The G8 has taken a battering over the past few days. On Monday, the Africa agenda stalled with little in the way of creative initiatives. On Tuesday, the communiqué on the world economy on seemed divorced from the economic volatility so wide-spread in the G8 economies and beyond. No mention was made at all on such key issues as the subprime mortgage crisis. The image was that of an economy ticking along quite fine, with the only specter on the horizon being looming inflation. The separate meeting of the self-labeled G5 of emerging powers (China, India, Brazil, Mexico and South Africa), held off-site at Sapporo, also accentuated the image of the G8 being on the defensive. In the G5 Political Declaration – released late in the day – little mention was made of the G8, with priority given to the older agenda based on solidarity of select countries from the South.
Today, the third and final day puts the summit in a better light. The G8 commitment on Africa was reinterpreted with a more positive shine. After the draft communiqué left out the promised figure from the Gleneagles 2005 summit – new aid to the tune of $50 billion with $25 billion of that figure going to Africa – the final text did contain the original amount. Although NGOs such as Oxfam and ONE remained highly critical of the summit for its laggardness on the health agenda, it did give credit to the G8 on several counts. One was the agreement to expand the number of health workers in developing countries to a World Health Organization recommend minimum level of 2.3 per 1000 people. The G8 agreed as well to progress reports at the 2009 Italian summit on education and on water.
After a frustrating first day of talks between the G8 and the group of ‘outreach’ African countries on Zimbabwe, the revisiting of this issue on Wednesday in closed session allowed the appearance of a more coherent if more narrowly constituted approach. Russia was persuaded (largely it seems to show that it was a good club member amidst all the talk of Russian regression to a managed democracy) to go along with the decision to move towards targeted sanctions against the Mugabe regime.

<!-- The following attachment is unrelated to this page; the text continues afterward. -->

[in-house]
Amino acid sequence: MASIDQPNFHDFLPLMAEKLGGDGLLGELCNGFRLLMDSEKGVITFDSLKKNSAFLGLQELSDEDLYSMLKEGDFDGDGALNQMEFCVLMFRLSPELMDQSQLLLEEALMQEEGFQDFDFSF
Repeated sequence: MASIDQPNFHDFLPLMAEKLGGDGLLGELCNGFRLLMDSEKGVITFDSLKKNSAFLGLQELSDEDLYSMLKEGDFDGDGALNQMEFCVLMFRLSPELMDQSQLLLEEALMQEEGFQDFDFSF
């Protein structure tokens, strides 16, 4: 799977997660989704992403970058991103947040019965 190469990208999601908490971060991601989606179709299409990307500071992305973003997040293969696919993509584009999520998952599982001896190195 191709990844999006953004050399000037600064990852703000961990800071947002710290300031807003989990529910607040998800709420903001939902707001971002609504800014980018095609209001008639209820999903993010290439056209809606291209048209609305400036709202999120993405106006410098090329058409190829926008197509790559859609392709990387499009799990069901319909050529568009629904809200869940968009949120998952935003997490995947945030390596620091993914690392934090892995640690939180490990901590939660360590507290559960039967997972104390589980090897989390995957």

An even bigger advance came on the highly controversial issue of climate change with regard to the serious consideration of halving CO2 emissions by 2050. The details of the deal of course are still fraught with all sorts of difficulties including no start date, compliance mechanisms nor mid-term targets. Yet, amidst the skepticism, a number of positives jump out. Whereas U.S. President Bush and Russian President Medvedev resisted setting the “50/50” target at the 2007 Heiligendamm summit, in 2008 they were pushed onside with the G8 consensus.
However the negotiations on emissions play out, the die has been cast, encompassing both the G8 and the G5, or alternatively another variation of the Major Economies (or emitters) stretching the partners up to an evenly matched 8 and 8. China and India in particular have stuck to the argument that they release far lower emissions than the G8 countries on a per capita basis, and that in any case they have been victims of industrial emissions over a longer time span.
Nonetheless, for all the technical and political obstacles a tentative new compact is beginning to look a likely option. This will mean a trade off between the big emerging countries – and especially the G5 countries – taking on greater modes of responsibility for CO2 emissions along with the G8. But in return they will be given accentuated forms of representation at the apex of power. Already the Italian government has indicated that both climate change and the G5 will be given a larger role at the 2009 summit. Not only will the G5 be invited to the second day but they will also be invited as part of the morning of the third day. These representational questions remain a work in progress. However, with the other forms of progress made in the functional arena, this move signals that the G8 still remains the barometer for the reorientation of global governance architecture.